Making History Hers


Meet Clare Wright, the historian writing women back into history

Image: Susan Papazian


Ever noticed that documented history is, for the most part, very much his? Historian and author Clare Wright sure did, so made it her business to uncover the stories of women gone by. Winner of the 2014 Stella Prize for her resulting book, The Forgotten Rebels of Eureka, the historian and author chats to us about uncovering long-lost treasure.


Where did your appreciation for strong women come from?

I suspect my appreciation for strong women came from the fact that although I came from a long line of them, I never felt like I was one! I have always been very compliant and anxious to please others but I’ve been fascinated by women in history who have stood against the tide of their era’s expectations and limitations; women who have been fighters, not lovers. That said, my grandmother told me to be true to myself, and I have used that as a moral yardstick to pursue the work I wanted to do and make the life I wanted to make.


Despite studying law, you chose to follow your heart into history. How did it feel to veer from your initial path onto one that didn’t have a clear-cut job at the end?

I was lucky. I had parents who encouraged me to do whatever I needed to do to be happy. They didn’t put pressure on me to be a lawyer, even though that’s where the status and the bucks were. So although I had no idea where a BA, an MA and a PhD in History might ‘get me’, I was content to enjoy the journey without heed for the destination. I still feel lucky to have had a successful career as an historian. Anyone who gets paid to do what they love is lucky.


Was there a particular project or moment that triggered your search for women in history?

When I wrote my honours thesis, I was curious to explore the situation that I found myself in at my boyfriend (now husband’s) suburban footy club every Saturday night. I was interested in the way that the consumption of alcohol divided the room along gender lines; that even though I was a modern woman, I ended up sipping girly drinks with the other WAGs on one side of the club rooms, while the blokes drank beer at the bar. But as a history major, not an anthropologist, I wanted to investigate how women had historically related to their exclusion from the classic Aussie drinking place: the pub. My ‘Eureka moment’ came while doing oral history, interviewing women who had run or worked in or grown up in pubs from the 1920s – 1970s. They didn’t tell me a story of segregation or lack or frustration but rather a story of community and empowerment and belonging. The real history turned my assumptions on their head.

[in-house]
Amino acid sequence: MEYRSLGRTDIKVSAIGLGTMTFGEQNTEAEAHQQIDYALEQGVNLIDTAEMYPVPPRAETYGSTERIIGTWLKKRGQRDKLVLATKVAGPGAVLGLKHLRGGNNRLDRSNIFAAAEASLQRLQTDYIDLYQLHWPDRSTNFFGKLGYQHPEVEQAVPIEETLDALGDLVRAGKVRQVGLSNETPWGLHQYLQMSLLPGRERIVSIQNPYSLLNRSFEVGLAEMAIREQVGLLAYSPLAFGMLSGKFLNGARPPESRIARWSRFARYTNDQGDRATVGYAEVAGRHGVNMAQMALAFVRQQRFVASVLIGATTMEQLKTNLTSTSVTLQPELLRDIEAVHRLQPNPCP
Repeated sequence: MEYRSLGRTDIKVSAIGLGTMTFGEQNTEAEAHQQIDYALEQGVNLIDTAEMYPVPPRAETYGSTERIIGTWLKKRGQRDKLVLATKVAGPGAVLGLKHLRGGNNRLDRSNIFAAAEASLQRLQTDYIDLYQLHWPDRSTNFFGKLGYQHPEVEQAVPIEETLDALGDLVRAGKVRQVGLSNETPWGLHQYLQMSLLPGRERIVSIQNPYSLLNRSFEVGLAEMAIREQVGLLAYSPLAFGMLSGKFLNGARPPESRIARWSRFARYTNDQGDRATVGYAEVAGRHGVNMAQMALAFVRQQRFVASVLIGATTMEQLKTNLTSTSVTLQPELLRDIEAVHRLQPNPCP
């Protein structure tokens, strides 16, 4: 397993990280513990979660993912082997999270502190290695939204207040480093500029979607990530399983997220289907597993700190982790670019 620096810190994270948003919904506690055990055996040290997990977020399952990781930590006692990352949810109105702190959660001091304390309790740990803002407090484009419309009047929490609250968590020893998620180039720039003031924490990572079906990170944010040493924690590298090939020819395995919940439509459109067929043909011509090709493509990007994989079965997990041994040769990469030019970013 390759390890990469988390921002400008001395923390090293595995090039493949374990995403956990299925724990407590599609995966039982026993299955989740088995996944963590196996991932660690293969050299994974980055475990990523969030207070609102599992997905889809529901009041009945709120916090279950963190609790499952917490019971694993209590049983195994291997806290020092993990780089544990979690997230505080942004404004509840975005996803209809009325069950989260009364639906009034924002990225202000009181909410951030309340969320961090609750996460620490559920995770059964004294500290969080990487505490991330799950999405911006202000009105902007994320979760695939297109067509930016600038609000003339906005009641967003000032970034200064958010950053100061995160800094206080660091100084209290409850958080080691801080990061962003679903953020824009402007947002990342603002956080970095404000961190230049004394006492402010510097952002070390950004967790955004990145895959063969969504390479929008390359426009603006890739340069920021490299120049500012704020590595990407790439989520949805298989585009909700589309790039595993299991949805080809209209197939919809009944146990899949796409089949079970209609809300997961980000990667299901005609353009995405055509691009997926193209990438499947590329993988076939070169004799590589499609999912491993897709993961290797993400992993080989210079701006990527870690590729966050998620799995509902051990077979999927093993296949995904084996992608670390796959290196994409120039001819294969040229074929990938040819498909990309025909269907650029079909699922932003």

Why do you think women were largely left out of historical accounts in the first place?

It’s part ideology — the notion that only men ‘make history’ i.e.: do things of public and political importance that drive change and development, especially nation-building — and part unconscious gender bias/blindness i.e.: actually just not even seeing that women are there, even if they are right under your nose. I discovered that a woman had been killed at the Eureka Stockade in a diary passage written by a witness to the woman’s funeral. Most Eureka historians had read that diary before me, and couldn’t fail to read that passage. But somehow the words telling of her death at the hands of a British government soldiers did not register. Other historians must have considered that detail as either insignificant or irrelevant to the story. Either way, that woman’s life, and death, was left out of history.


What’s next? Are you writing women into another historical period or event?

My next big research project is a new history of mining in Australia. It’s huge and scary! Yes, I’ll be writing women into what has largely been a masculine narrative of initiative, entrepreneurialism and progress, but I’m also writing in other groups that have been traditionally excluded from the national story: indigenous people, environmentalists, migrant workers, unions. In many ways, the story of mining is the story of Australia, and yet that story is so much more complex than that very jingoistic slogan would suggest. Who is ‘us’ in the story of us?


100 years from now, what do you hope is remembered from our current time?

I sincerely hope that both violence against women , racism and climate change denialism are seen as relics of an archaic age, when sexism, bigotry and greed ruled supreme at the expense of human rights and the future of our planet. We look back now on the era when women were denied the vote and think of it as almost quaint, and certainly stupid, that such mores should ever have existed. Yet that era was just over a hundred years ago. But nothing will change without a fight. Women fought for decades to get the right to vote, to have equal citizenship rights with men. If we want things to change in the future, we have to fight now.


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